Speaking from the Sides: Marginal Annotation and the Collection of Knowledge in Early Medieval Syriac Christianity
In Late Antiquity and the Middle Ages, Syriac biblical interpreters collected interpretations of scripture in exegetical collections, bringing together material from diverse authors and time periods. This project combines new approaches to compilation literature and marginal annotation in order to investigate how and with what aims Syriac compilers and annotators organised, transmitted, and transformed the interpretations of their Greek and Syriac predecessors.
The project provides an edition and English translation of the unstudied commentary on 1-2 Kings in the Collection of Simeon, extant in a richly annotated Syriac manuscript from the late ninth or early tenth century. The commentary is analysed in the context of other Greek and Syriac interpretations of Kings and collections of patristic extracts up until the tenth century. Focusing on the interplay between margin and main text, the project examines four of the commentary’s characteristic features: 1) the portrayal of characters from Kings, 2) the use of mystical and ascetic texts in biblical interpretation, 3) the transmission of texts in the form of extracts, and 4) the explanation of obscure words in the text of Kings and the use of signs and symbols in the margin.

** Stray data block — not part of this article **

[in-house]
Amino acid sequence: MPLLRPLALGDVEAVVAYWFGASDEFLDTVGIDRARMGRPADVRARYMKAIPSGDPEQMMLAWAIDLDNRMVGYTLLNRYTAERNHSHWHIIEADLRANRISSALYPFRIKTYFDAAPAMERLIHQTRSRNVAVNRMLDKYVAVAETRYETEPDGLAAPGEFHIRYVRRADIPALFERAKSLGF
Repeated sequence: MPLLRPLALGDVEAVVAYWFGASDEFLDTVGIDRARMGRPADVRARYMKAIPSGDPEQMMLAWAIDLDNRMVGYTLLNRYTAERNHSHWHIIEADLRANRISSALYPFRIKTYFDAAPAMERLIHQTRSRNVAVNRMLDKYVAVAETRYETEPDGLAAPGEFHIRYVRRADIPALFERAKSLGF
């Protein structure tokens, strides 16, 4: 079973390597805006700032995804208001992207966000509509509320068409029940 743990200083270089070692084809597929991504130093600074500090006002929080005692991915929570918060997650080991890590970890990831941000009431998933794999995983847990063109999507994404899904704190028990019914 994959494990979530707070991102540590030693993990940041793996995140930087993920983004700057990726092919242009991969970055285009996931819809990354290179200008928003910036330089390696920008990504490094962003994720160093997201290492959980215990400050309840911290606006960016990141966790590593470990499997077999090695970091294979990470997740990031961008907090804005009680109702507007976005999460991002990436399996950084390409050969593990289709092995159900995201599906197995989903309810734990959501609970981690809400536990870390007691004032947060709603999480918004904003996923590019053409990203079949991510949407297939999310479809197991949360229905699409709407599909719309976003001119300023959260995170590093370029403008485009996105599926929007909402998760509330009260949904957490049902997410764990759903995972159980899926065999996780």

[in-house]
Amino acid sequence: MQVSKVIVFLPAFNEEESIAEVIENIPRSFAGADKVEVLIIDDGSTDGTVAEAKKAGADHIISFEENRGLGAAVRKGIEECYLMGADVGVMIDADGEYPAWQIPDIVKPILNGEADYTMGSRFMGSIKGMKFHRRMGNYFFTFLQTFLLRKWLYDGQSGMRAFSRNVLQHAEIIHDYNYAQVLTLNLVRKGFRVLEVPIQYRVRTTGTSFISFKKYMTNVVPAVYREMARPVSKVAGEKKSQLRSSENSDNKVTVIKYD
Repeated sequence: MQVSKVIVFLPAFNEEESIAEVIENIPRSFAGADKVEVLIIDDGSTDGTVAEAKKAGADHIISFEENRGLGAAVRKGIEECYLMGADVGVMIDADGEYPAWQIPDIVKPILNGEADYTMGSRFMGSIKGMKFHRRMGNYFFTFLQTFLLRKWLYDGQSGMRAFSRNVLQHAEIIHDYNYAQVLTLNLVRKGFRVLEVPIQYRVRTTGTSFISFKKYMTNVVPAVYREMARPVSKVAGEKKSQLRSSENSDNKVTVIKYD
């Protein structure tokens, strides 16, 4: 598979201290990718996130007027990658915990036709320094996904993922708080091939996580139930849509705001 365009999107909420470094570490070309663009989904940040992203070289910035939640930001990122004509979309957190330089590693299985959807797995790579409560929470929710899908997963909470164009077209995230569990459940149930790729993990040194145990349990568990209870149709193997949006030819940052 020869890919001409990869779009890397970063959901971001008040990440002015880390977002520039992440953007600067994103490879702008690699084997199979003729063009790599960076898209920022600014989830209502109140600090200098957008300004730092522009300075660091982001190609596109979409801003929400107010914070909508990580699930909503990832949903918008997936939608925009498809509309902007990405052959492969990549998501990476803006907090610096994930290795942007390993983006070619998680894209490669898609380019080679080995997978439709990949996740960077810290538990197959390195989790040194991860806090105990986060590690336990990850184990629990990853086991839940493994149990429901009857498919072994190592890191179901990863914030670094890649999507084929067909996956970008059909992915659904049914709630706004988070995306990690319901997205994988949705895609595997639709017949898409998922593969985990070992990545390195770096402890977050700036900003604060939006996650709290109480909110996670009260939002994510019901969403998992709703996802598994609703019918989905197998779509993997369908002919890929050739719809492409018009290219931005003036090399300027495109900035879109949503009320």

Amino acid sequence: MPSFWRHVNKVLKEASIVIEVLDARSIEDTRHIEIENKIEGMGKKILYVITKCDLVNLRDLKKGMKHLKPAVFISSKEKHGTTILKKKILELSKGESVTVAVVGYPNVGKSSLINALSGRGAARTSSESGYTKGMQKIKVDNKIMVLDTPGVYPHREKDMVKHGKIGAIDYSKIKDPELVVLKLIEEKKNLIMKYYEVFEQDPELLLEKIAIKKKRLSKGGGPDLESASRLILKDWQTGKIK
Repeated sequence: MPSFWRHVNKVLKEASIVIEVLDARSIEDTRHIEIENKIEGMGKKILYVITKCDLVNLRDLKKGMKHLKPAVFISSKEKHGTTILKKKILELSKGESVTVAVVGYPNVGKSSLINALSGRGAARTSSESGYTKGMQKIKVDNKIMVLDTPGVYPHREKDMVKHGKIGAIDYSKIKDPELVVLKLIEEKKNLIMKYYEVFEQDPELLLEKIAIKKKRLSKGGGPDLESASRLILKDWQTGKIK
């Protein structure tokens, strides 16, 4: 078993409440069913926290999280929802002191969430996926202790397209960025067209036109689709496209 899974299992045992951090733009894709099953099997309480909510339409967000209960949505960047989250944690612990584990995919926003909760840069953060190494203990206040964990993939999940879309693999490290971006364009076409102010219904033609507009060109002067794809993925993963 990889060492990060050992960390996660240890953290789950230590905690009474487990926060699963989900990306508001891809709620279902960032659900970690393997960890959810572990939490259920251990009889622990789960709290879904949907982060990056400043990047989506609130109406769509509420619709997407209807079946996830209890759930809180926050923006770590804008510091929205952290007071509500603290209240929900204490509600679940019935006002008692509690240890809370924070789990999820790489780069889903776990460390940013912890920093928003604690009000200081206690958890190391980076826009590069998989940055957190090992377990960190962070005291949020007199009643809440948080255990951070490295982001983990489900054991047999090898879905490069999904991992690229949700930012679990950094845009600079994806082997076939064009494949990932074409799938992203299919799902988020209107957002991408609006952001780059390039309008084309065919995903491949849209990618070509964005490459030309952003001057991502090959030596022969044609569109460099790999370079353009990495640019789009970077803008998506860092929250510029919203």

In this way, the project sheds light on the reception of 1-2 Kings, the formation of a Syriac Miaphysite commentary tradition, and the religious and intellectual contexts in which Syriac collections were used.